A dramatic news story that appeared yesterday [Dec. 10] exposed the fact that there are 13 doctoral students of Ethiopian origin this year. I was happy for a short moment, though it then became clear that only 13 is really not OK. There are 10,000 doctoral students, and Ethiopians comprise only 0.1%, whereas they make up 2% of the population. Meaning, it's not OK that there aren't nearly 200 doctoral students of Ethiopian origin, in accordance, more or less, with their proportion of the population.
So the figures need to be explained. Firstly, the rate of Israeli-born students eligible for matriculation stands at 57%; the rate of Ethiopian-born or Ethiopian-origin students stands at 42%. Here as well, it's not OK that this number is "only" 42% and not 57%. Except that there is no immigrant group anywhere in the world — there just isn't — that achieved so much in such a short amount of time, when the initial conditions were so hard.
Even when moving on to examine university rates, it seems clear that the jump — from the early '90s until recent years — is an incredible one. There is no other population group that has risen so quickly. It didn't happen because of the racism that makes headlines in the Israeli press, and much less in the Israeli street. For every 10,000 interactions between Israelis of Ethiopian origin and veteran Israelis, there is one interaction that entails an expression of racism. But 9,999 cases won't reach the press. Just that one — about the bus driver who cursed at an Ethiopian passenger, or a graduate who wasn't accepted for a job, or a police officer who harassed — that's what makes headlines.
But the gap between the headlines and the reality is enormous. When the situation of Israelis of Ethiopian origin is compared with that of communities from elsewhere — the former have nothing to feel ashamed of.
Considering the starting point, when the parents and immigrants' generation didn't even know how to read and write, the achievements of the Ethiopians and their integration in Israel are something to be proud of. Much more needs to be done. There is poverty. There are ghettos in some of the cities. There is discrimination. But considering the macro picture, the need for more improvements mustn't obscure the positive, larger, much larger portion of the picture.
We can compare the situation to other immigrant communities in the world. It must be said that there are much bigger success stories. The Hindis in the United States and in England succeeded much more than other groups did. Their achievements in education long ago surpassed the majority white group, including those of the Jews, who used to be at the top. And not only the Hindis — there are other Asian groups, from Korea, China and Japan, whose achievements are amazing. And other groups, also from Asia, others from Africa, are far behind – even groups in the second and third generation.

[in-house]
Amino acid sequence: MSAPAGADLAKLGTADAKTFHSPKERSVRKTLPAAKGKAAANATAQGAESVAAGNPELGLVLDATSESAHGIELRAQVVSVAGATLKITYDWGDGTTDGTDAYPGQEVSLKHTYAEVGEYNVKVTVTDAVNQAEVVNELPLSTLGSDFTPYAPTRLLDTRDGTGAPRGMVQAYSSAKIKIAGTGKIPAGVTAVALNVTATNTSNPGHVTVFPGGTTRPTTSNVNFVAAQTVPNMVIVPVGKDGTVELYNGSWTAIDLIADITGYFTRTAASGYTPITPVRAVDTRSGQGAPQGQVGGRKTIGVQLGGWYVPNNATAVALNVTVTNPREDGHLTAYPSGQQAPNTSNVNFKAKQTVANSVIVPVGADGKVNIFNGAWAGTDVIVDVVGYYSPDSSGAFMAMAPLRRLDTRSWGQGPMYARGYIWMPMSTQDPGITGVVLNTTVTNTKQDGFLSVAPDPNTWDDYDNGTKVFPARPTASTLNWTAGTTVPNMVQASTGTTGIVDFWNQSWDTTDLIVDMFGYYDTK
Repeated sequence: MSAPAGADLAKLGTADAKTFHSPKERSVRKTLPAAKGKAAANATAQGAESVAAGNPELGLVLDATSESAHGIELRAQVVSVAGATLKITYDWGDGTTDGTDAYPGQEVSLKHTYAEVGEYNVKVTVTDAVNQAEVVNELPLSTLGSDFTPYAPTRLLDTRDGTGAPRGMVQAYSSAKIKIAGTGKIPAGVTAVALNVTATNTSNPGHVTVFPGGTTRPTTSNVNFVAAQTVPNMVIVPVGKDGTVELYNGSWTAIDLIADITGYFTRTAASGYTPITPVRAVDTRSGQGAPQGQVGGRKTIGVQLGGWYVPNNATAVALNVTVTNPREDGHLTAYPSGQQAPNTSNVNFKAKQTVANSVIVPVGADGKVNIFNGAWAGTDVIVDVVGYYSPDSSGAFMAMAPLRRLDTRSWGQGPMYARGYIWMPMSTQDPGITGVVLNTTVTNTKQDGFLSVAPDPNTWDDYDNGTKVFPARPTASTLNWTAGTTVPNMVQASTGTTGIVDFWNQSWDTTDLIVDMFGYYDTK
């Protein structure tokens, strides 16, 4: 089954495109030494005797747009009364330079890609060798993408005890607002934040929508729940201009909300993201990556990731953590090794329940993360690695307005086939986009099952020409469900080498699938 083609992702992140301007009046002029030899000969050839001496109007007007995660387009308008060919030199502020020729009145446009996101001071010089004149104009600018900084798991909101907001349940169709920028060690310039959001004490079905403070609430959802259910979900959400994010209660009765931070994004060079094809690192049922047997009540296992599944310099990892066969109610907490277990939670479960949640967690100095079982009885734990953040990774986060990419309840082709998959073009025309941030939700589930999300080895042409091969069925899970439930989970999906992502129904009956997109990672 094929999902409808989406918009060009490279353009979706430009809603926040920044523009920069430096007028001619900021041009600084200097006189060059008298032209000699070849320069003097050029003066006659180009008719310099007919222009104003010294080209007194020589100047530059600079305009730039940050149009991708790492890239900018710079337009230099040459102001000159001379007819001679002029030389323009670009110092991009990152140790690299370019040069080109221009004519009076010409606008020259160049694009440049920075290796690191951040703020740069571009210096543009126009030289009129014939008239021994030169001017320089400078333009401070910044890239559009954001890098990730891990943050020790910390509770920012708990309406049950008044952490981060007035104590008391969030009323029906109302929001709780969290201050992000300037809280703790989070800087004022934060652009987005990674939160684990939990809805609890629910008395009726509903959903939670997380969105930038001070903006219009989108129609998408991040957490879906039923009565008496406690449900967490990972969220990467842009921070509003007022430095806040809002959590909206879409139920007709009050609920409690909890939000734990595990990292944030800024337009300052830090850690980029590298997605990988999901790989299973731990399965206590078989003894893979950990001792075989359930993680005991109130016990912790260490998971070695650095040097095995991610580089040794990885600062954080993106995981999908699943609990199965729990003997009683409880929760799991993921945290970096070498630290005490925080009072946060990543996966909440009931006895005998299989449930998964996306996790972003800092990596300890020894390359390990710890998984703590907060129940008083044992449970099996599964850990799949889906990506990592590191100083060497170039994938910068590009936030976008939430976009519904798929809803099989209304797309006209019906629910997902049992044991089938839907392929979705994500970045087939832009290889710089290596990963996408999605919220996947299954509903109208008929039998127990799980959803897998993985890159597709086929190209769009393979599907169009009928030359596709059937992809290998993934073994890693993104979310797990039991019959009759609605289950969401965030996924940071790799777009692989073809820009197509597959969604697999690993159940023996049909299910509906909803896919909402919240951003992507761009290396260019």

Which leads us to a very unpleasant question: is this because of the receiving society or rather because of the immigrant communities? The routine answer, which disguises itself as academic, points the blame at the receiving society. Racism and whatnot. How does that square with the fact that groups with dark brown skin, for example Hindis, still succeed, very much so?
Academic research generally goes along with the rules of political correctness. Every answer that also places responsibility on the "other" is viewed as an answer that is conservative, reactionary or even racist.
The thing is, reality must be seen for what it is. And in reality, and this isn't OK, cultural differences mean different achievements. It's not that the receiving society is exempt from responsibility. But facts about the background of the immigrant community must also be taken into account. For our purposes, take the fact that the starting point for immigrants from Ethiopia was the lowest of the low. Much lower than all other ethnic groups. And despite that, at the high school level, this group approaches the achievements of the population as a whole.
There is still not a suitable percentage of Ethiopians among the researchers at the Weitzman Institute, and that's not OK, and it can be turned into a headline. But if we are to be serious, the Ethiopians and receiving Israel have a lot of reasons to be proud. The Weitzman Institute can wait a bit. But at the current pace, Israelis of Ethiopian origin will get there too. As long as we don't give them, or anyone else, an exemption from personal responsibility. And as long as we don't convince them, and ourselves, that our story is one of racism.
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